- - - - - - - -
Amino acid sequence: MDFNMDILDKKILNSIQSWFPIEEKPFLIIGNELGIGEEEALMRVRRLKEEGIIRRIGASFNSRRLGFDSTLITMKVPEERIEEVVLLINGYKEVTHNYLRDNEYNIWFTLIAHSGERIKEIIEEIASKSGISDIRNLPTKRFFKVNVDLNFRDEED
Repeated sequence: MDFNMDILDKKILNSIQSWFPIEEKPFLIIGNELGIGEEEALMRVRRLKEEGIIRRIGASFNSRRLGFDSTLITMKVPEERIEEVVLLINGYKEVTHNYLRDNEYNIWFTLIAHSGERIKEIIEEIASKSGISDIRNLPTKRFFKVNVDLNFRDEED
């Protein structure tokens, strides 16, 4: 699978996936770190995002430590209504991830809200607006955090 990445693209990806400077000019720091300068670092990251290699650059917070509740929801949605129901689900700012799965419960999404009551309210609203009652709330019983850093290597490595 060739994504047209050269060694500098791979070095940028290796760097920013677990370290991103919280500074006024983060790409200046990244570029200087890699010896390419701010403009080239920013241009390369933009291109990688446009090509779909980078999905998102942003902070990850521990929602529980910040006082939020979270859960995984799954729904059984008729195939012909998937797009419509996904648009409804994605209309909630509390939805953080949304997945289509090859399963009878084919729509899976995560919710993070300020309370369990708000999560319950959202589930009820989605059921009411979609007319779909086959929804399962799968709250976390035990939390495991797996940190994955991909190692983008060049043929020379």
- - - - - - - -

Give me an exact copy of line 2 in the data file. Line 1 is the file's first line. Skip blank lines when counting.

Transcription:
Repeated sequence: MDFNMDILDKKILNSIQSWFPIEEKPFLIIGNELGIGEEEALMRVRRLKEEGIIRRIGASFNSRRLGFDSTLITMKVPEERIEEVVLLINGYKEVTHNYLRDNEYNIWFTLIAHSGERIKEIIEEIASKSGISDIRNLPTKRFFKVNVDLNFRDEED